One of the greatest difficulties of managing borderline personality disorder (BPD) is that the symptoms it creates tend to feed off, and intensify, each other; often this will end in a crisis point at which the affected individual will become suicidal and/or require hospitalization. Until the disorder is properly treated with the relevant therapy, the individual is likely to keep experiencing such crisis points throughout his/her life.
In this post, I want to look at how the symptoms of BPD can keep reinforcing and worsening each other, leading to a downward spiral from which the majority will find it impossible to break free without professional intervention. In order to do this, it is worth revisiting the main symptoms of BPD:
– almost always full of painful and distressing emotions
– becomes intensely attached to others very quickly, leading to feelings for, and expectations of, others that are not warranted given the context and/or history of the relationship
– expects to be rejected by those s/he forms an emotional attachment to
– is simultaneously deeply needy of, and rejecting towards, others ; feels deep need of emotional intimacy with, and caring from, others but then will tend to reject it when it is offered
– interpersonal relationships become unstable and chaotic
– experiences great difficulty in controlling (regulating) emotions which quickly become powerful and overwhelming ; these frequent powerful, intense, uncontrollable emotions frequently spiral out of control and then have a very adverse effect upon normal functioning
– inability to self-soothe (it is theorized that this is due to damage to the area of the brain known as the AMYGDALLA,thought to be caused by severe trauma and high levels of stress during childhood)
– suffers from impulsivity and recklessness
– frequently, or continuously, prone to severe depression and anxiety
– feels, and almost always is (by non-experts), misunderstood
– tends to constantly expect utter and devastating calamity (a mind-set referred to by psychologists as CATASTROPHIZING, a state of mind cognitive behavioural therapy, and other types of therapy for BPD, seek to correct).
HOW SUCH SYMPTOMS INTERACT AND INTENSIFY ONE ANOTHER:
Because the symptoms of BPD trap the sufferer in a downward spiral, as I shall illustrate below, it is just about impossible for individuals to cope with, let alone manage, the condition on their own. Professional intervention is therefore imperative. Because BPD is frequently misdiagnosed, it is worth noting down relevant symptoms and presenting them to the relevant professional in advance of an appointment. Also, there is nothing to prevent one seeking a second (or even third!) opinion. It is important to seek out a therapist who is expert in the condition and one is, of course, free to ask any potential therapist what experience s/he has of the disorder, together with their views about treatments (eg medication, talk therapy, a combination?) What is your own instinct on this? Let the therapist know.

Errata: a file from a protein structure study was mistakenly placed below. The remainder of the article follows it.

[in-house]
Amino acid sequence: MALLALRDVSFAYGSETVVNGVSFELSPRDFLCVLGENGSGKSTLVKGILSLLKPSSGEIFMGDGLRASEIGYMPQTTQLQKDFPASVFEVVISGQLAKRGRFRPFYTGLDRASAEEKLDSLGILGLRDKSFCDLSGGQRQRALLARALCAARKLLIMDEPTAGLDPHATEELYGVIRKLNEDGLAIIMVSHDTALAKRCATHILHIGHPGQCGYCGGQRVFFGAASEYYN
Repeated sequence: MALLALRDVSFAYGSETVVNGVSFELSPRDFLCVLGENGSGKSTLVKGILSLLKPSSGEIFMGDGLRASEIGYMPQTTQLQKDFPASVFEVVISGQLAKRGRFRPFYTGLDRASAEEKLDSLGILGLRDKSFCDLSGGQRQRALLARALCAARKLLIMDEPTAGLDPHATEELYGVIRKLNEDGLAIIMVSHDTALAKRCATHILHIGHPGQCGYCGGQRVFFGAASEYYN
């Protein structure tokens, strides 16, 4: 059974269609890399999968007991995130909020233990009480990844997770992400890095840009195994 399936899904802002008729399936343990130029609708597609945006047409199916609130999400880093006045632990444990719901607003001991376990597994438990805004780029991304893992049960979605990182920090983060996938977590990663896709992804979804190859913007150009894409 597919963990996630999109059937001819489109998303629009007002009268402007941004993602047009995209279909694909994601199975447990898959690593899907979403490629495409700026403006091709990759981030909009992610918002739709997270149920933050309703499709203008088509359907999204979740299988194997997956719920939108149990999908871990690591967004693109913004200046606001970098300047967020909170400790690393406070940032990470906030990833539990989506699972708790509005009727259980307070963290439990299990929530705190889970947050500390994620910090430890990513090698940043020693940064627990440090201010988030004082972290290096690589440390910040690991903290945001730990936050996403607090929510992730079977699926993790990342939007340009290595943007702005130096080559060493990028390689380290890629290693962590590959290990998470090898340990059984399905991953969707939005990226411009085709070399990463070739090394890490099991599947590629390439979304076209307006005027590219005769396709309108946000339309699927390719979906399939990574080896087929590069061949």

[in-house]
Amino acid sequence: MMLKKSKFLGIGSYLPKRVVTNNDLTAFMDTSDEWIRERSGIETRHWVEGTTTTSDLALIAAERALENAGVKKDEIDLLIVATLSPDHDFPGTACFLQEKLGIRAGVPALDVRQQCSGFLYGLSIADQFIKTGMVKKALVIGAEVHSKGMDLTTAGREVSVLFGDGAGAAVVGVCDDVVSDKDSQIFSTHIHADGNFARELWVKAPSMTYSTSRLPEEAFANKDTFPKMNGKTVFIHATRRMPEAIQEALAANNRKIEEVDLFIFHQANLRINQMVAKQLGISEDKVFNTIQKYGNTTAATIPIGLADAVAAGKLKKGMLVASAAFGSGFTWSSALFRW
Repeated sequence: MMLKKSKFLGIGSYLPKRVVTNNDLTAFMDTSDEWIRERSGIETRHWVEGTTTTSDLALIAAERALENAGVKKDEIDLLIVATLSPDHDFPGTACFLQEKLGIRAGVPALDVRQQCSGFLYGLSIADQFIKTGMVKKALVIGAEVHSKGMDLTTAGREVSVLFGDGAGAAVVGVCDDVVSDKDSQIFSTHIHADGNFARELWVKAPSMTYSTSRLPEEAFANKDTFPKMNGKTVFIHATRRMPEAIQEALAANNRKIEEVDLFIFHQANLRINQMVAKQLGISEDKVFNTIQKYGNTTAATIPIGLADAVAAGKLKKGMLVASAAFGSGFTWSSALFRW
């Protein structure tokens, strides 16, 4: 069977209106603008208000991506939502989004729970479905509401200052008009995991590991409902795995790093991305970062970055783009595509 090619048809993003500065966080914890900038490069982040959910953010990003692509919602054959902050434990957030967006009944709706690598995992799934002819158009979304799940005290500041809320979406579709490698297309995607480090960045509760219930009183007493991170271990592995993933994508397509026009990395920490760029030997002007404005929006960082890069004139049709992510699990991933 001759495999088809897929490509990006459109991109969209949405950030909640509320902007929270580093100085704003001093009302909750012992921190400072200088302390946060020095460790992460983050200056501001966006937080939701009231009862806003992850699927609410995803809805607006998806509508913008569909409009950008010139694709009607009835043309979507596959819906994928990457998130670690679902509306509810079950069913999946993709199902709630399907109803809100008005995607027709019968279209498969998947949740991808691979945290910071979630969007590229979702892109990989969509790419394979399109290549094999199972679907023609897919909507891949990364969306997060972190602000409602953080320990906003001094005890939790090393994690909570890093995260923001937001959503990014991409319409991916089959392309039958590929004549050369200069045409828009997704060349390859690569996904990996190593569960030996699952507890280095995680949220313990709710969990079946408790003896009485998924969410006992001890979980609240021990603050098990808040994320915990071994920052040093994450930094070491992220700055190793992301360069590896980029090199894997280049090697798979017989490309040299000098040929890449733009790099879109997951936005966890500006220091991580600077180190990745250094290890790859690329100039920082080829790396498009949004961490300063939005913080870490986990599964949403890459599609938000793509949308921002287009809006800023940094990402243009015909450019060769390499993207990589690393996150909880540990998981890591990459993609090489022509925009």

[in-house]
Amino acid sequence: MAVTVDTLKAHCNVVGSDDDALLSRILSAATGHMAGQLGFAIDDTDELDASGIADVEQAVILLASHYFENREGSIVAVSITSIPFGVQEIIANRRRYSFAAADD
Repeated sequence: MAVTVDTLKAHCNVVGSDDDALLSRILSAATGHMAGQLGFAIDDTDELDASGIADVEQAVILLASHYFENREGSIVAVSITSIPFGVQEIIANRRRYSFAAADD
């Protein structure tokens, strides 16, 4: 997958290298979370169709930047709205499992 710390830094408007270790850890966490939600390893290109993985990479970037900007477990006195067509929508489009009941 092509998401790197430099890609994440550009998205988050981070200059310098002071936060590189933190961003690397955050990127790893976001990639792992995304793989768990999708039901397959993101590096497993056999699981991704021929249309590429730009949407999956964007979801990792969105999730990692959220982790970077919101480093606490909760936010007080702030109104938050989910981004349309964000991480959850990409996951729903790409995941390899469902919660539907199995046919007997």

Let’s now look at how the symptoms of BPD may become so mutually, destructively intertwined:
Because the person who suffers from BPD can be in such continuous, painful emotional distress it is very common for him/her to turn to alcohol or drugs in an attempt to numb these intolerable feelings.
The individual may well then castigate him/herself about this alcohol/drug use, seeing him/herself as an alcoholic or drug addict which lowers even further his/her already greatly damaged self-esteem. S/he may then seek psychological support from a friend, but, as a consequence of his/her distress, become clingy and demanding. In response to this, the friend may set down boundaries which the BPD sufferer interprets as rejection, thus further lowering his/her self-esteem and causing further painful emotions leading to yet more excessive drinking or drug taking…
Of course, this is just one example of how symptoms of BPD may unhelpfully feed off each other, though an almost infinite variety of harmful interactions between other symptoms can be easily imagined. Essentially, the BPD sufferer LACKS INTERNAL RESOURCES TO COPE WITH MENTAL PAIN AND STRESS, so will turn, with depressing regularity, to DESTRUCTIVE EXTERNAL RESOURCES such as one-sided relationships or activities which allow temporary, psychological DISSOCIATION from the emotional distress being experienced, such as ALCOHOL, DRUGS, PROMISCUOUS SEX or GAMBLING – in other words, maladaptive (unhelpful) coping mechanisms.
As these maladaptive coping strategies continue to aggravate and worsen one another, the BPD sufferer is likely to become increasingly desperate
and to undertake increasingly self-destructive behaviours. How can s/he break free from this vicious cycle? Sometimes, as I said in the opening paragraph of this post, hospitalization may be required to interrupt the cycle; however, this has its negative side: being placed in a psychiatric hospital can significantly worsen, yet further, damaged self-esteem, making the sufferer feel like a pariah – stigmatized, demeaned, humiliated, and on the bottom rung of society’s ladder. S/he will also be burdened with the often acute worry of how s/he will now be perceived by others for having being placed in a psychiatric ward, making him/her less capable still of finding the confidence to interact successfully with acquaintances, friends and society in general. In extreme cases (eg when the sufferer is actively suicidal), however, there may, sadly, be little alternative.
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Best wishes, David Hosier BSc Hons; MSc; PGDE(FAHE).